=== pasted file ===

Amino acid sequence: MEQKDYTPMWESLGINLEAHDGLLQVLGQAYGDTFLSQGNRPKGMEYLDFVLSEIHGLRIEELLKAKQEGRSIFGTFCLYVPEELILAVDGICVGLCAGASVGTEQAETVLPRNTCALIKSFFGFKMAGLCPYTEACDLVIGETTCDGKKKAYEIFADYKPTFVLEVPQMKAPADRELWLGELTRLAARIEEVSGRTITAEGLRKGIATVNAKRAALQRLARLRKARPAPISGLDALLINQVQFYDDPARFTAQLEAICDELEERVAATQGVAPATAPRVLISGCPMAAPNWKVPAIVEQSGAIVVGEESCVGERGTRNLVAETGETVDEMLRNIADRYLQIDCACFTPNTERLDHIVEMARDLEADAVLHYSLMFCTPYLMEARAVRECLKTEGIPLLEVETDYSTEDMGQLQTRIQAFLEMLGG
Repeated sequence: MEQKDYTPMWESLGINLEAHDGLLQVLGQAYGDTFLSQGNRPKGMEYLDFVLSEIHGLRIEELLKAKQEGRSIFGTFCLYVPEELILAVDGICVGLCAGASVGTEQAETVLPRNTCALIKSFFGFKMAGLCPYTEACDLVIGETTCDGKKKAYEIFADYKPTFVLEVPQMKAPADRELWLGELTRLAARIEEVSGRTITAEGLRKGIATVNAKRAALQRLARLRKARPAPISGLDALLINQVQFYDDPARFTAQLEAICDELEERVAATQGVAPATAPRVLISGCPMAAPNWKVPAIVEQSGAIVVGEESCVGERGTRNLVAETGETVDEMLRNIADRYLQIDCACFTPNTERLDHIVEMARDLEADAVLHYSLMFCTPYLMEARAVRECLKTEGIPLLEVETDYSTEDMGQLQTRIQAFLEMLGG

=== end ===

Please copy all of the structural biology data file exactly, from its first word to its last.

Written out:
Amino acid sequence: MEQKDYTPMWESLGINLEAHDGLLQVLGQAYGDTFLSQGNRPKGMEYLDFVLSEIHGLRIEELLKAKQEGRSIFGTFCLYVPEELILAVDGICVGLCAGASVGTEQAETVLPRNTCALIKSFFGFKMAGLCPYTEACDLVIGETTCDGKKKAYEIFADYKPTFVLEVPQMKAPADRELWLGELTRLAARIEEVSGRTITAEGLRKGIATVNAKRAALQRLARLRKARPAPISGLDALLINQVQFYDDPARFTAQLEAICDELEERVAATQGVAPATAPRVLISGCPMAAPNWKVPAIVEQSGAIVVGEESCVGERGTRNLVAETGETVDEMLRNIADRYLQIDCACFTPNTERLDHIVEMARDLEADAVLHYSLMFCTPYLMEARAVRECLKTEGIPLLEVETDYSTEDMGQLQTRIQAFLEMLGG
Repeated sequence: MEQKDYTPMWESLGINLEAHDGLLQVLGQAYGDTFLSQGNRPKGMEYLDFVLSEIHGLRIEELLKAKQEGRSIFGTFCLYVPEELILAVDGICVGLCAGASVGTEQAETVLPRNTCALIKSFFGFKMAGLCPYTEACDLVIGETTCDGKKKAYEIFADYKPTFVLEVPQMKAPADRELWLGELTRLAARIEEVSGRTITAEGLRKGIATVNAKRAALQRLARLRKARPAPISGLDALLINQVQFYDDPARFTAQLEAICDELEERVAATQGVAPATAPRVLISGCPMAAPNWKVPAIVEQSGAIVVGEESCVGERGTRNLVAETGETVDEMLRNIADRYLQIDCACFTPNTERLDHIVEMARDLEADAVLHYSLMFCTPYLMEARAVRECLKTEGIPLLEVETDYSTEDMGQLQTRIQAFLEMLGG